NewVillager: Album Review

The first thing to point out about the Brooklyn Based duo NewVillager is that they are more than just a band.  A self-described ‘multi-media’ group, their music is accompanied by a visual artistic concept; this augments their infectious eponymous debut, which is both frantic and soothing.

To coincide with the release of the album in June, NewVillager promoted their album as an art installation in New York, which really explains a lot about what the band are trying to create.  Along with co-founder Ross Simonini and recent part-time collaborator Colin Palmer, Ben Bromley reveals in an interview to Scotch and Murder Music, that the album is a mythology: ‘…not a story, but a lens to look at the world. It’s a ten-part framework of understanding the process of change. How does an object or a person or an idea go from one state to another state? It’s a question everybody asks any time anyone tries to create anything and the mythology is just our attempt at answering it.’  This combining formation of performance art and music is best seen in their video for the quite brilliant single Lighthouse, in which ten bizarrely dressed characters theatrically prance, swerve and gyrate around some kind of warehouse.  As there are ten songs on the album, one wouldn’t be blamed for interpreting the ten characters to each represent one of the songs.

The most compelling thing about NewVillager’s sound is their variation of vocal pitch and speeds.  There are chants and echoes; a variation from abounding bass vocals to a near impossible falsetto in one song, and even spoken word. These are accompanied by a variety of noises and instruments from synthesised hooks, string and flute accompaniments to tribal beats and xylophones. All of this is seen on the standout single Lighthouse.  The rest of the album is, however, filled with quite incredible songs.  Album opener Cocoon House is a wonderful slow march to begin the journey; while the other single Rich Doors (also with a artistic video) is a pulsating number you can really imagine causing an improptu dance-off in the middle of The Serpentine Gallery.  Black Rain is a great dreamy chill-wave song, while Shot Big Horixon and the far-less impressive Bad Past Gone Away are both multi-layered; crammed full with variation of styles typifying the through-line of the album. I can hear everything from The Knife, Bon Iver, Hall and Oates, Simon and Garfunkel, Antony and The Johnsons to Sufjan Stevens in songs such as Upholder, How To Get Back, and the quite impressive Say The Code.  There’s dance, grimey electro, folk, ballads with guitars and pianos all climbing all over eachother to reach some kind of destination by the end of the album.  The closing track Overpass is a disappointment by comparison, but does suggest finality to the journey concept NewVillager set out to perform.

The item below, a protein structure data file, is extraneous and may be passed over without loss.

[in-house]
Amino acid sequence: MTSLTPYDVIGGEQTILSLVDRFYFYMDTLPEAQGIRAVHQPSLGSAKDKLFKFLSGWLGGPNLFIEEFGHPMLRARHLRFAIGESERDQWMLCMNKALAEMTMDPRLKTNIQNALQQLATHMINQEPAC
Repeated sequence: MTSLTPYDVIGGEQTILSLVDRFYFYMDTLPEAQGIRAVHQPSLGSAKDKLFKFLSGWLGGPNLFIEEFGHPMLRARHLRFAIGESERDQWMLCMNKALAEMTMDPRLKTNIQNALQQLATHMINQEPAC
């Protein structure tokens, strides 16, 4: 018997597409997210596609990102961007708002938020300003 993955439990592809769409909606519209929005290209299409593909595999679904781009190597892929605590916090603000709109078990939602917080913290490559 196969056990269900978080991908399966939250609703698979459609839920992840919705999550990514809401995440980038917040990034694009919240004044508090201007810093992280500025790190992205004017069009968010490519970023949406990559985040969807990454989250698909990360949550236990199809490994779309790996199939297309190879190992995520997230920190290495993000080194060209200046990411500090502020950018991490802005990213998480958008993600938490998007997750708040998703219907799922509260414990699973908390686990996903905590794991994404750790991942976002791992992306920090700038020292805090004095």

An album that has everything in it, can be in danger of being over complicated, and NewVillager’s music isn’t exactly ABC.  Unique is an overused description in the sense that every new album could in one way or another be seen as ‘unique’.  Yet NewVillager’s avant-garde approach to music, and their creation of a sound and concept so complex, yet fresh and innovative makes this an album, which really deserves a lot of attention this year.

NewVillager is out now on IAMSOUND Records.


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